And I certainly heard many of you in the chat box speaking to the fact that you're not going to be there during the day. And again, those are the opportunities for the asynchronous learning, and when you are able and available to help your child log on at the time that works for your family. And then for secondary, you can request access to the Google Classroom. There is a parent view, where you can see information about your child's assignments and you should be able to see the syllabus. So just reach out to your children's teacher about that as well. OK, Kyle, next slide.
So first and foremost, this is updated information about sports. And I just want to let everyone know that this information is actually dictated by WIAA. We don't have a lot of choice in. This and so we take our direction from them.
So first and foremost, at this time, our middle school seasons have been canceled. And it's in alignment with our high school seasons as well. We will be revisiting what spring semester looks like closer to that time. It just depends on what's going on with infection rates and whether or not the seasons are open at the high school level.
For high school, well, you can find detailed information about which sports fall into which seasons. It's a lot, so I won't go into that here. You can find that online at our website. But for your information, all of the seasons have been shortened. Our season one has been moved to the spring and will start then tentatively. This is all tentatively depends on what WIAA says.
And then season two is slated to start on December 28. But again, it depends on what's going on. One thing to note, because seasons are shortened, the schedules will likely include Saturday practices and practices during breaks, such as spring break or President's Day.
And then registration information for sports will open up around four weeks before the start of the season. So this information is really changing rapidly. And so we encourage you to check our website frequently for any updates, particularly as we get closer to season start.
I think that's it for me. So thanks, Kisa. So a couple of questions-- there's a question on the family connection meetings on the third, the fourth, and the eighth. Those are being held virtual. But they're not group-- they're individual for families, right?
Yes, those meetings are individual.
OK, because there was a question about, are those going to be other webinars? No, they will be on computer. We can't do face-to-face. But they will be individual between families and their student's teacher. And those are September 3, 4, and 8. We are looking to schedule another morning and evening webinar, like this one, on September 2. We haven't confirmed that yet, but we will and get that information out, so that we can provide you with more updated information prior to the first day of school for students, which is September 9.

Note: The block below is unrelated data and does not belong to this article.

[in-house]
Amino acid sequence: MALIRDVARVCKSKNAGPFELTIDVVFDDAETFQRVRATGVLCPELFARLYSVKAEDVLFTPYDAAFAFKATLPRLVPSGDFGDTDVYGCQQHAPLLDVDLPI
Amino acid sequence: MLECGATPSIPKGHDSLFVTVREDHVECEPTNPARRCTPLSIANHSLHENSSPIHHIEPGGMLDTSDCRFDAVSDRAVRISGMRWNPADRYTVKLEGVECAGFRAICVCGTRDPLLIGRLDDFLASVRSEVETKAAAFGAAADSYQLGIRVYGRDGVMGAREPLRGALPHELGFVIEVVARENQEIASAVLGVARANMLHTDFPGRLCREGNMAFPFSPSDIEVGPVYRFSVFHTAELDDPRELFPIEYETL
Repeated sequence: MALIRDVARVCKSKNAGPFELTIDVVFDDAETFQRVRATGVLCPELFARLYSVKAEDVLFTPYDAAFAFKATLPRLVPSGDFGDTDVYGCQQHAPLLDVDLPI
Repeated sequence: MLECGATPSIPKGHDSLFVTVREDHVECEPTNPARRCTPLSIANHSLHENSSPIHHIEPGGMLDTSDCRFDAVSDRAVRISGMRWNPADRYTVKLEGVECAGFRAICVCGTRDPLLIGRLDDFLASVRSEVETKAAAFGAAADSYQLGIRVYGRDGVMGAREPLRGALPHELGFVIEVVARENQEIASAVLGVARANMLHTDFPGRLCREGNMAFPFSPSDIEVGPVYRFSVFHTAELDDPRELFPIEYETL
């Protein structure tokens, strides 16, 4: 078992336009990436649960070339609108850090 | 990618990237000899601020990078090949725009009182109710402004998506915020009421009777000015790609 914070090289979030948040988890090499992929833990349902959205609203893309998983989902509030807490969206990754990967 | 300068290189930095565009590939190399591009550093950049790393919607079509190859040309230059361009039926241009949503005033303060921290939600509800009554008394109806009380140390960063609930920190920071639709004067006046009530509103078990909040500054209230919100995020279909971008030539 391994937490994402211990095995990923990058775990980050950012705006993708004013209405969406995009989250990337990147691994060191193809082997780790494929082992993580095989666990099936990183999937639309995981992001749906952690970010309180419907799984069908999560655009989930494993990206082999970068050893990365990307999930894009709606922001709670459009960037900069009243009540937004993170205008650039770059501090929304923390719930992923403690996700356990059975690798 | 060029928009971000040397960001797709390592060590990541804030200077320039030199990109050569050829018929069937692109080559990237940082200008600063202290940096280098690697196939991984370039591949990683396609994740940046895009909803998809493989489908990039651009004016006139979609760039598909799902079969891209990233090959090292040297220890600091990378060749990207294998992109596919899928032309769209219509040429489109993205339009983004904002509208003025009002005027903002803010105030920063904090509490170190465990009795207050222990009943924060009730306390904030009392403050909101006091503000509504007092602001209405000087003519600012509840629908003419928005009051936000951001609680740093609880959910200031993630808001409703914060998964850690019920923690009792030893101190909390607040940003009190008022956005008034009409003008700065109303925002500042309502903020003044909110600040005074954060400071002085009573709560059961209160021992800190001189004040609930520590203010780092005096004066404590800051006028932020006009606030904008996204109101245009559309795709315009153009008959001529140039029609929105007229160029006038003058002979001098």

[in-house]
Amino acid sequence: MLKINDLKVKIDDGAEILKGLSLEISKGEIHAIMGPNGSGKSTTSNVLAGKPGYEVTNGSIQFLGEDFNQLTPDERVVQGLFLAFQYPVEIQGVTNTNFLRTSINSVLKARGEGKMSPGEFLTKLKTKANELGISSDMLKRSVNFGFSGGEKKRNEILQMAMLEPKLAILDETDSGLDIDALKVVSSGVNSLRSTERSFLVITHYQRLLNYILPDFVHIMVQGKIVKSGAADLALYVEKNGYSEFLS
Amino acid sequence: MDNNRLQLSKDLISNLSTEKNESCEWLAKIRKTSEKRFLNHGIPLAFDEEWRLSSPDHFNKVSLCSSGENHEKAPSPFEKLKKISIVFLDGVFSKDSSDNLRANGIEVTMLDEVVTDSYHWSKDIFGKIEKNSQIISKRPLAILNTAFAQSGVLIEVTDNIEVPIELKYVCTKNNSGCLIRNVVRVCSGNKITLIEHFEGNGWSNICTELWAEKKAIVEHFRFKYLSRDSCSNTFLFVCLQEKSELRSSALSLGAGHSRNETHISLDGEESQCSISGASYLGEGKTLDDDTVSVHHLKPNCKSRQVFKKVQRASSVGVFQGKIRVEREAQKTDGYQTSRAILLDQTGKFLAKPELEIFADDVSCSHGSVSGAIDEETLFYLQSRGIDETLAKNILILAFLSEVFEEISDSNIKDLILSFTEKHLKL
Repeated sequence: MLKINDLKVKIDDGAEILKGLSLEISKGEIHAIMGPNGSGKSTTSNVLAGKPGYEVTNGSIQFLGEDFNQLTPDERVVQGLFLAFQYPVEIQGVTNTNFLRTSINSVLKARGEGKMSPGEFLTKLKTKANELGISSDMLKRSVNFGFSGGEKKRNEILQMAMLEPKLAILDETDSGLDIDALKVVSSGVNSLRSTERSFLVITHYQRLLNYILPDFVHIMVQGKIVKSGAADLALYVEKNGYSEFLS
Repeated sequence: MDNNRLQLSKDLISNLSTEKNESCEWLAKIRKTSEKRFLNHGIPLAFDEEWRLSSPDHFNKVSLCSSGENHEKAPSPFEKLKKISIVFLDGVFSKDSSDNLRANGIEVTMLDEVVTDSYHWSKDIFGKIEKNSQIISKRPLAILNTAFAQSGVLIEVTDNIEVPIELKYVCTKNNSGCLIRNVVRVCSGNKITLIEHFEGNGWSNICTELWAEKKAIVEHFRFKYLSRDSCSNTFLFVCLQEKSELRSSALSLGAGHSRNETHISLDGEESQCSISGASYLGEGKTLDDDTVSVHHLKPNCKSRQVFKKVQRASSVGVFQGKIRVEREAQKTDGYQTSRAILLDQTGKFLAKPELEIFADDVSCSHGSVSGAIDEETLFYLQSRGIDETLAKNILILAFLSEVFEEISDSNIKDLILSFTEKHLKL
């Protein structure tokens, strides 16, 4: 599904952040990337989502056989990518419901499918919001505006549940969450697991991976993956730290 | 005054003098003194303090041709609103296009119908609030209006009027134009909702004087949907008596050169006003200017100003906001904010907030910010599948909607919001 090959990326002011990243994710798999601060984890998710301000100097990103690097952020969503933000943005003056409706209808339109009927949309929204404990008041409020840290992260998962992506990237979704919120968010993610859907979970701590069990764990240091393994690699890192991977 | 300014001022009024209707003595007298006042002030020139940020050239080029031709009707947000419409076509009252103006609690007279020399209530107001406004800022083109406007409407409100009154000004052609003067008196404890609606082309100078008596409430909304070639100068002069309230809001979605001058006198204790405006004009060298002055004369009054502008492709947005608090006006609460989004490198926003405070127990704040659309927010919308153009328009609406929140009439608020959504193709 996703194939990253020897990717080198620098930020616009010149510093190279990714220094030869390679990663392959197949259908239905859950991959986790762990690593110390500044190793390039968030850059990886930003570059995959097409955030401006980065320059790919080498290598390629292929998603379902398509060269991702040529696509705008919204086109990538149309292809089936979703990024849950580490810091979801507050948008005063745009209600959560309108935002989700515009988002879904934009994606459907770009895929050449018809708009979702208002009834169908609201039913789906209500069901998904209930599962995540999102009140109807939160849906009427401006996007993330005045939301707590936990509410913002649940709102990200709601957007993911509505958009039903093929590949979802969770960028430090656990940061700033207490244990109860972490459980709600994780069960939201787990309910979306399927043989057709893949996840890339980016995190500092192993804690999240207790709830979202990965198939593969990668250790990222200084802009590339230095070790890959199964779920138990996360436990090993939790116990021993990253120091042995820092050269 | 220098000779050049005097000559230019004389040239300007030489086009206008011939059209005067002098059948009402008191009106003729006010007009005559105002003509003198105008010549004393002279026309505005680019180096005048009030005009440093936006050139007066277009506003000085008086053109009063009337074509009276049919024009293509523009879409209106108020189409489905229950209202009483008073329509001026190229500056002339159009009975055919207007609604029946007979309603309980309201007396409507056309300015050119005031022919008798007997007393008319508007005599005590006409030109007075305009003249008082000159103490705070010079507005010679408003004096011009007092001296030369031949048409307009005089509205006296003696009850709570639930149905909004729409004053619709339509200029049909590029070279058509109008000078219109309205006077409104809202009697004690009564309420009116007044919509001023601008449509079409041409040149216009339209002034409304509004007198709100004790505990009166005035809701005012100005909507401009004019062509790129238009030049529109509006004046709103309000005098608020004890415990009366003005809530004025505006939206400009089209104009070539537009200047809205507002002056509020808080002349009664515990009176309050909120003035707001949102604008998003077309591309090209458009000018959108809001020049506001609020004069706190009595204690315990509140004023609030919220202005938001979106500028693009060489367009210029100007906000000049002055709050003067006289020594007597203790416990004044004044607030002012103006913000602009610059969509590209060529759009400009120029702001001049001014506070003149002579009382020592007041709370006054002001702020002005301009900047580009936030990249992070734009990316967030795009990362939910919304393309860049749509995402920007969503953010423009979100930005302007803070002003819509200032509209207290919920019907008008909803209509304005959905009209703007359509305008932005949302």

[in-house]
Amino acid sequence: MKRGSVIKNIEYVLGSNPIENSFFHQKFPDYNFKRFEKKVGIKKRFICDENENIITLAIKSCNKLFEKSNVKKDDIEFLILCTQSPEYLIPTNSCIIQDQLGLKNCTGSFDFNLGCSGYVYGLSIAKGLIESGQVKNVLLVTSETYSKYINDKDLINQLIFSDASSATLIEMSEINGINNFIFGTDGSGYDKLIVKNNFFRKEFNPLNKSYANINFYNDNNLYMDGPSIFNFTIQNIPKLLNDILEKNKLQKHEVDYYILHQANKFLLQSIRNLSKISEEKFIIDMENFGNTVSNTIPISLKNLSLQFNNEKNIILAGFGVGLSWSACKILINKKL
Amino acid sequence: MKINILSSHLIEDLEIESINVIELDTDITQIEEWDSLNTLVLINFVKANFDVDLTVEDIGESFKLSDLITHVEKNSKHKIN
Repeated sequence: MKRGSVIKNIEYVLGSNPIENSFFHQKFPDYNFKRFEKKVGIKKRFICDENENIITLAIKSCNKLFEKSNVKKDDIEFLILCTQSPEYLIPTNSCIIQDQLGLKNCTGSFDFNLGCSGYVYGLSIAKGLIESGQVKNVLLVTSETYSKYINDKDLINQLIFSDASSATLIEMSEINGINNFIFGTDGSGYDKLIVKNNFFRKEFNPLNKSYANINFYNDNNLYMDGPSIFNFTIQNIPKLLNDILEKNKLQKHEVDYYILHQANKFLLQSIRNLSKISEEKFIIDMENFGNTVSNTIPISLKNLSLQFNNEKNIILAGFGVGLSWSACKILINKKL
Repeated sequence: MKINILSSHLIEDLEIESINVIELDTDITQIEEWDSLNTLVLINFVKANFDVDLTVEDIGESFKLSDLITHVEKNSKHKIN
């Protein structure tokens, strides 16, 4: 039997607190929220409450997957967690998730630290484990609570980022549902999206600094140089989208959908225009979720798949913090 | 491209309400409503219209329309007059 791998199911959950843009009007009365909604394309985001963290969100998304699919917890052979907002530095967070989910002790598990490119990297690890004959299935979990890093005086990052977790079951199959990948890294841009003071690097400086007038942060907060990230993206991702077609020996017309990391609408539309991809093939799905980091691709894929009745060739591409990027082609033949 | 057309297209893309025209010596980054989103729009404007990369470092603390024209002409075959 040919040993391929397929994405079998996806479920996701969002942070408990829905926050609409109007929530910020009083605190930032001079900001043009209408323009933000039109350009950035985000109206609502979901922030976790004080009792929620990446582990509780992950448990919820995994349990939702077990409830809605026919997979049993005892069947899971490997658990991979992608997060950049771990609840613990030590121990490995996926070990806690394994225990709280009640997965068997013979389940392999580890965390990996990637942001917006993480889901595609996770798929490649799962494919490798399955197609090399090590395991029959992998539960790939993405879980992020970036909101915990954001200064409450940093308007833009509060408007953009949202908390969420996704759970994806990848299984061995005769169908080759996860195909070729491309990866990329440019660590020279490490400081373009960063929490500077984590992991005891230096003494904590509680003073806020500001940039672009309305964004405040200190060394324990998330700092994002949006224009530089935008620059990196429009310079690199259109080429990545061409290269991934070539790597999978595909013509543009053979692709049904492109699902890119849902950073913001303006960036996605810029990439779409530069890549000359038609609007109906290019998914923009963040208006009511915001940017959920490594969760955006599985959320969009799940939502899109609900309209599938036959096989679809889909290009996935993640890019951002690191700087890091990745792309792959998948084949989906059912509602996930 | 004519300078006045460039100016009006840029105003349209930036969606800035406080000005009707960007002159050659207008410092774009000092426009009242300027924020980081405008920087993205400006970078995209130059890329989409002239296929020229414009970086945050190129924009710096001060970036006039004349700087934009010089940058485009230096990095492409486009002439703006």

And Susanne, could you type into the Q&A-- there's a lot of question on the start and end times for elementary, middle, and high, so what time they start in the morning and what time they end.
Yeah, I just-- oh, sorry.
I did answer that. But would you like me to just say it verbally for everyone?
That'd be great.
So secondary students, grades 6 through 12-- Bernard's looking at me, so he's checking me-- will be 8:30 to 3:00. That will basically be their day. But remember, there's flexibility in there. The periods will be set, but there will be also some independent time that can be flexed. Elementary will be 9:15 to 3:45. And the whole district is on the same elementary schedule.
Susanne, and PSSC, yes, is going to be virtual as well. And you mentioned that, that those schedules will be virtual. And then I don't know if you mentioned it, but our schools just reopened yesterday. Our office managers are back in the buildings. So class schedules are not ready yet. And who your student's teacher is may not be ready yet. Susanne, those should be available within a couple of weeks?
We're hoping in a couple of weeks they're going to be available, but our schools are hard pressed to get a lot done. So yes, our goal is a couple of weeks from now.
And Kisa, you wanted to talk about family conference options?
Yeah, I just wanted to add that those can be by phone as well. They don't have to be by computer. And then also, our schools are also-- we know there's some strategies around some virtual open houses and other things. So there will be other opportunities to connect with your child's school outside of individual conferences, where you're in the larger group.
Great, thank you. Going the wrong-- there we go. OK, so school meals. There have been some questions on school meals. And we have some information. And we will have more information for you later because we're still trying to work some things out.
So our summer meals program-- that is, we've been providing meals seven days a week to any student who shows up. And that's how the summer meal program works. This is all dictated by federal law. That will end on August 27.
We will begin our school year meal distribution on September 9. And that will be a daily meal distribution, breakfast and lunch, that students will be able to pick up each day. I am checking to see-- one of the questions is, can we provide multiple meals on a given day the way that we've done this summer? I'm not sure that we have that flexibility during the year, like we have in the summer. But I'm going to find out.